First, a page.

The course aims to provide a general view of the experimental approaches and areas of investigation in nutrigenomics and nutrimicrobiomics, with particular attention to the most recent aspects of these emerging research fields.
Expected learning outcomes
At the end of the course, students are expected to have acquired (i) a deep knowledge of the mechanism by which feeding habits affect gene expression and how this can be related to the onset of diseases; (ii) the knowledge of the experimental approaches used in nutrigenomic to evaluate the effects of specific nutrients in the treatment of chronic and degenerative diseases; (iii) the understanding of the mechanisms by which genetic variability affect the outcome of dietary regimes; (iv) the basic concepts of main pathogen-host interaction; (v) the knowledge of the microbiote funtions, by either a microbiological and a immunological point of view; (vi) the concept of disbiosis and of the gut-brain axis, with specific examples of main related pathologies. Students, by means of the skills acquired through this and other courses, is expected to have acquired the principle by which design highly personalized diets able to positively impact one's microbiote.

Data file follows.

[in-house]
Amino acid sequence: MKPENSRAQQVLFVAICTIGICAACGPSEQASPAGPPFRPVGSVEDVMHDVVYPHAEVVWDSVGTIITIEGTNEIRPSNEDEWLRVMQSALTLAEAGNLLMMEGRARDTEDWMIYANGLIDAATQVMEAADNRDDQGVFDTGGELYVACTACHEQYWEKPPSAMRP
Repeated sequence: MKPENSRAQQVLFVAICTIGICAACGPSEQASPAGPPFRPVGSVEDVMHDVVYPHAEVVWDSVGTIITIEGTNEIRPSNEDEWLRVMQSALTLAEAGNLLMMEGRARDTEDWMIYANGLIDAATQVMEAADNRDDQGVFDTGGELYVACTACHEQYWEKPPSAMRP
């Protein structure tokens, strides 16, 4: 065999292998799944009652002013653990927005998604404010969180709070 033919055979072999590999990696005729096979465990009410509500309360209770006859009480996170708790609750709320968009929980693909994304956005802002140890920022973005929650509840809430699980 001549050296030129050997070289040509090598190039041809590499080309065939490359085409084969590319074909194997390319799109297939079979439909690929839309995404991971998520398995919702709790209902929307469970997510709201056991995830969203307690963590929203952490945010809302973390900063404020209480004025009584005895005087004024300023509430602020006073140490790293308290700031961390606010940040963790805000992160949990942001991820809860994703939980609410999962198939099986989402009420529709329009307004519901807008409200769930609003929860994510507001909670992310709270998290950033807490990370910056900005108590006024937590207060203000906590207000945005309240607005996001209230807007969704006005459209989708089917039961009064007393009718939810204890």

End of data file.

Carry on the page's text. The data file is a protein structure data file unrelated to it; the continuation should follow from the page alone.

Lesson period: Second semester
(In case of multiple editions, please check the period, as it may vary)